An accurate assessment of hemodynamic status at the bedside is of utmost importance in guiding proper management through altering blood volume and cardiac output, especially in critically ill patients. Central venous pressure (CVP) is a physiologic parameter that is used to assess cardiac preload within this evaluation. CVP is identical to right atrial pressure (RAP) in the absence of vena caval obstruction, and these terms are often used interchangeably. Assessing CVP clinically by performing a neck veins examination can be challenging at times and yield low sensitivity, especially in the elderly, obese, and short-necked patients[1-4]. The gold standard for measuring CVP is via inserting a central venous catheter (CVC) into the superior vena cava, however, this method is invasive, time-consuming, and can cause serious complications[4-6]. With the help of point-of-care ultrasound (POCUS), RAP can be non-invasively measured through various methods including using compression ultrasound on the forearm vein[7], evaluation of the inferior vena cava (IVC), and evaluation of the internal jugular vein (IJV). The most common method is the evaluation of IVC diameter and collapsibility[8,9] (Figure 1). However, the association between IVC parameters and RAP is moderate and lacks reliability in mechanically ventilated individuals or those with abdominal compartment syndrome[10]. Moreover, imaging the IVC can be challenging in situations like morbidly obese individuals, those unable to recline, patients with cirrhosis, ascites, or those who have undergone recent abdominal surgery[11]. Owing to its location and convenient accessibility, IJV POCUS presents a viable alternative in such instances. Unlike visual inspection, where identifying the vein can be difficult in many cases, POCUS makes the IJV easily visible, saving time for physicians and improving the accuracy of the examination[12,13].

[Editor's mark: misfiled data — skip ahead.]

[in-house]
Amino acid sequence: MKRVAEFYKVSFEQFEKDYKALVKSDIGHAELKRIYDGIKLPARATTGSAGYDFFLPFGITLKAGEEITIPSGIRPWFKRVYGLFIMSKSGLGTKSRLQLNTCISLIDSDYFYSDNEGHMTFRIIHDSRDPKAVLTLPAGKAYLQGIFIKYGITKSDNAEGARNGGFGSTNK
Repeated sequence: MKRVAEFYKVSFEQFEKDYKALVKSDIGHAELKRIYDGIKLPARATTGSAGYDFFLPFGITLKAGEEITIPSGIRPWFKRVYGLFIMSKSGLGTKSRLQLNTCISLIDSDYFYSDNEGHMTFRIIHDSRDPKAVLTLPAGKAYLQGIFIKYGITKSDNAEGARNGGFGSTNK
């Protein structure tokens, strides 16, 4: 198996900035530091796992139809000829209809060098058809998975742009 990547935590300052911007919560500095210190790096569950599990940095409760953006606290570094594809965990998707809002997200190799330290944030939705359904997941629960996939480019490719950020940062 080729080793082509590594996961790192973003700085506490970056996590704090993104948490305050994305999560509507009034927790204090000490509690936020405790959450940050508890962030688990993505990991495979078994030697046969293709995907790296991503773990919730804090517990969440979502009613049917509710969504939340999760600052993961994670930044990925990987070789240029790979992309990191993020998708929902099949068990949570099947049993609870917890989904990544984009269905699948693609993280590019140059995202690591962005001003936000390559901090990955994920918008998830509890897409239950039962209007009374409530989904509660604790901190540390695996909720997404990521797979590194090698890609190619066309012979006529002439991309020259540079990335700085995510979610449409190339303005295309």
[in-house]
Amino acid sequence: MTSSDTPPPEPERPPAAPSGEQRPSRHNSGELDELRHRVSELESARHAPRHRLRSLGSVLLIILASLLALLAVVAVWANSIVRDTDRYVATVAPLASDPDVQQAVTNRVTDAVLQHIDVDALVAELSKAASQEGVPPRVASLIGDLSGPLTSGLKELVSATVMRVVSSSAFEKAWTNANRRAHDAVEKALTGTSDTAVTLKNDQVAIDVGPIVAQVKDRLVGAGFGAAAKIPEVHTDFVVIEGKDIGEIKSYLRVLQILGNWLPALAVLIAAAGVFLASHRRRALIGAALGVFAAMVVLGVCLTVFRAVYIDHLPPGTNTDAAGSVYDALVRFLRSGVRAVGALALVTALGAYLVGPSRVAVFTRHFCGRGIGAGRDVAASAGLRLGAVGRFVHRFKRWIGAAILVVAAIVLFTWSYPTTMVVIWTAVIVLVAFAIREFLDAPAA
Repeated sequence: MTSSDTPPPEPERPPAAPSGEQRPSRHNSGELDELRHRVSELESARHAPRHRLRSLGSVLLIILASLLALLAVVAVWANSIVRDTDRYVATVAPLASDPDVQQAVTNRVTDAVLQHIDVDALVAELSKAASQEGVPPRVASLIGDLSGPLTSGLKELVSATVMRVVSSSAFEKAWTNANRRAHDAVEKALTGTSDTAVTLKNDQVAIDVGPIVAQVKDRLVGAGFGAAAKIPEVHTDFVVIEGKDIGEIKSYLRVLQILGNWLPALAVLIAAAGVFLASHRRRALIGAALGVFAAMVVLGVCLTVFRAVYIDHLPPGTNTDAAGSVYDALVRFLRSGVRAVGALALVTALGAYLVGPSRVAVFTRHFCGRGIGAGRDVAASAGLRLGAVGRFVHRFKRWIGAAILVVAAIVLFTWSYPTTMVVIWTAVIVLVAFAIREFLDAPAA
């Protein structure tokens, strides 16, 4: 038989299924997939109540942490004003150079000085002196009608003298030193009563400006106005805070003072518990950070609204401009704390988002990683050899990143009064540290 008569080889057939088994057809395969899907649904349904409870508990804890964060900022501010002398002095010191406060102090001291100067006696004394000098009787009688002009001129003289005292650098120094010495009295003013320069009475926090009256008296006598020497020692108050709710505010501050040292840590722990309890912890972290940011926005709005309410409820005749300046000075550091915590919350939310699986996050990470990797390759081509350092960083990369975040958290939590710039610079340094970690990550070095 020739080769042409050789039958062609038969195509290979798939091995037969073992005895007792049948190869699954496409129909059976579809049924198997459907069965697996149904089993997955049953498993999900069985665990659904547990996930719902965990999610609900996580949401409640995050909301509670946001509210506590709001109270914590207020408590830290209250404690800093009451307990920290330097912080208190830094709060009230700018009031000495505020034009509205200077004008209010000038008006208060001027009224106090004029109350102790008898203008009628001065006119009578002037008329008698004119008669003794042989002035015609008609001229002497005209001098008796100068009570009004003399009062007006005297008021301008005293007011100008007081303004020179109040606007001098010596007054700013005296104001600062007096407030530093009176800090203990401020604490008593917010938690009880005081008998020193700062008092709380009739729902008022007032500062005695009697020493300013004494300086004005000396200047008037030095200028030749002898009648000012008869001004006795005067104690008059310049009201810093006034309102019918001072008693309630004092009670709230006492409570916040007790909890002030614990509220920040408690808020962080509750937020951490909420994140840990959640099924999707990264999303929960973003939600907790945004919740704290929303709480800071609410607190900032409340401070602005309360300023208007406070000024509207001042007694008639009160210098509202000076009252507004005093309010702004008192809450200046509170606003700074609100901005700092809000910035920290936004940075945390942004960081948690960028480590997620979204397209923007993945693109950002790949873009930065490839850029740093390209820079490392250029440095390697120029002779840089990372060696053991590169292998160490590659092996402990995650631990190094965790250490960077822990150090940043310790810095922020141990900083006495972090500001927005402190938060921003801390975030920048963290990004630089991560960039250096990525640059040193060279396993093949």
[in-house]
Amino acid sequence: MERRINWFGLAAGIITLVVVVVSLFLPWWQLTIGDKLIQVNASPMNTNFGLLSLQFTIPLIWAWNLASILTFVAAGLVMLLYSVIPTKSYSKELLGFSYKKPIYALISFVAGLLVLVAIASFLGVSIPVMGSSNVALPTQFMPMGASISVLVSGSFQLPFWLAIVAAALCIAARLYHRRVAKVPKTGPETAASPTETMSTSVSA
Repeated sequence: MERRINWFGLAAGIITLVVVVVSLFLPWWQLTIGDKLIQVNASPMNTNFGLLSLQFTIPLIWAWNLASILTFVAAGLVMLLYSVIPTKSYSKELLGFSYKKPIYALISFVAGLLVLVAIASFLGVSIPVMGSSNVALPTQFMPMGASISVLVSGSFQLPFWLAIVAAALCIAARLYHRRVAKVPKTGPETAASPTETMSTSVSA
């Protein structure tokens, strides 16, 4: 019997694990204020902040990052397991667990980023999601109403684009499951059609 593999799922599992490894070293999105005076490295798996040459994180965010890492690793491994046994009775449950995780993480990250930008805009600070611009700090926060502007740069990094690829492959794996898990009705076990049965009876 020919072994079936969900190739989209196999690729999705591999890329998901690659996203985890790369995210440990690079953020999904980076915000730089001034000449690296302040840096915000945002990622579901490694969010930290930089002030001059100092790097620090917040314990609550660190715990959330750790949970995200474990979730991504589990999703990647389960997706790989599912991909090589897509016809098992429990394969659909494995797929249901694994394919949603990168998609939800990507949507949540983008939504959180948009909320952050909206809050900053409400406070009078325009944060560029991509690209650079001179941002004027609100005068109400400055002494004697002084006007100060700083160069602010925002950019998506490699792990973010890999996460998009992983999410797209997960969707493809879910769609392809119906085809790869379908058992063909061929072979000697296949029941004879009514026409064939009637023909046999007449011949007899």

Figure 1
Figure 1 Estimation of right atrial pressure by inferior vena cava ultrasound in spontaneously breathing patients, based on current guidelines[8]. IVC: Inferior vena cava; RA: Right atrium; HV: Hepatic vein; RAP: Rright atrial pressure.